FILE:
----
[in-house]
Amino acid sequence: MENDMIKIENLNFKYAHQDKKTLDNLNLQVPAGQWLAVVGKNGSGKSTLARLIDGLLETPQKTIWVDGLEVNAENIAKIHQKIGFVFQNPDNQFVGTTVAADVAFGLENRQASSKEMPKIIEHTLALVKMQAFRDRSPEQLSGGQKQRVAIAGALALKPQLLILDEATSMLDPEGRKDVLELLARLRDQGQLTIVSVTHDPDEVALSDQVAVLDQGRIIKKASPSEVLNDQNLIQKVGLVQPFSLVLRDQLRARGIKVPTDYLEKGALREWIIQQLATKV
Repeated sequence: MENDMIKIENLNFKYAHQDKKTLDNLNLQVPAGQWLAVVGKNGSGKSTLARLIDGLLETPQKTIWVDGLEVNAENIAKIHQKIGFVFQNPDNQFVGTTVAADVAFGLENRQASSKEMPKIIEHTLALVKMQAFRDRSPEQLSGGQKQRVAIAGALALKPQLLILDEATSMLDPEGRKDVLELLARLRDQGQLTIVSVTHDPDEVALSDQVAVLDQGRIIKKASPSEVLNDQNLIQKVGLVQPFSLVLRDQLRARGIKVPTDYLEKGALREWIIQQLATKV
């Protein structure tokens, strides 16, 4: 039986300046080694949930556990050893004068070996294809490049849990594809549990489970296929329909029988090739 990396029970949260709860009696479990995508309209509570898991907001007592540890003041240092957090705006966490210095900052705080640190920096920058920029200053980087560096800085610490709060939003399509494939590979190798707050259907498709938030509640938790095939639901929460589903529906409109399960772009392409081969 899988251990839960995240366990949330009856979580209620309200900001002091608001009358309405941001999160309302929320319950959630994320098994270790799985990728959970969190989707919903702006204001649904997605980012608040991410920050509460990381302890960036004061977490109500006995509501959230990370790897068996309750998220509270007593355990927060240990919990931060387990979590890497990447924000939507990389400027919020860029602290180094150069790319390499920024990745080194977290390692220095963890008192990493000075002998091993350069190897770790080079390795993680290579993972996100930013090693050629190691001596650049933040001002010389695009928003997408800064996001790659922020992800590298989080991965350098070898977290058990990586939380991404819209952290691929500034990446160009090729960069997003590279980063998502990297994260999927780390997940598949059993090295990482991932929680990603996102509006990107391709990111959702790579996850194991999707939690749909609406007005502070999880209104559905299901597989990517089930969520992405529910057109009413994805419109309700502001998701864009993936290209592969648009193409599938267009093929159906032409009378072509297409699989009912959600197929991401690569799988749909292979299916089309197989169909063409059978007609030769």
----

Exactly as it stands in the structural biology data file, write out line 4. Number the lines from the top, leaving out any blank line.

């Protein structure tokens, strides 16, 4: 039986300046080694949930556990050893004068070996294809490049849990594809549990489970296929329909029988090739 990396029970949260709860009696479990995508309209509570898991907001007592540890003041240092957090705006966490210095900052705080640190920096920058920029200053980087560096800085610490709060939003399509494939590979190798707050259907498709938030509640938790095939639901929460589903529906409109399960772009392409081969 899988251990839960995240366990949330009856979580209620309200900001002091608001009358309405941001999160309302929320319950959630994320098994270790799985990728959970969190989707919903702006204001649904997605980012608040991410920050509460990381302890960036004061977490109500006995509501959230990370790897068996309750998220509270007593355990927060240990919990931060387990979590890497990447924000939507990389400027919020860029602290180094150069790319390499920024990745080194977290390692220095963890008192990493000075002998091993350069190897770790080079390795993680290579993972996100930013090693050629190691001596650049933040001002010389695009928003997408800064996001790659922020992800590298989080991965350098070898977290058990990586939380991404819209952290691929500034990446160009090729960069997003590279980063998502990297994260999927780390997940598949059993090295990482991932929680990603996102509006990107391709990111959702790579996850194991999707939690749909609406007005502070999880209104559905299901597989990517089930969520992405529910057109009413994805419109309700502001998701864009993936290209592969648009193409599938267009093929159906032409009378072509297409699989009912959600197929991401690569799988749909292979299916089309197989169909063409059978007609030769």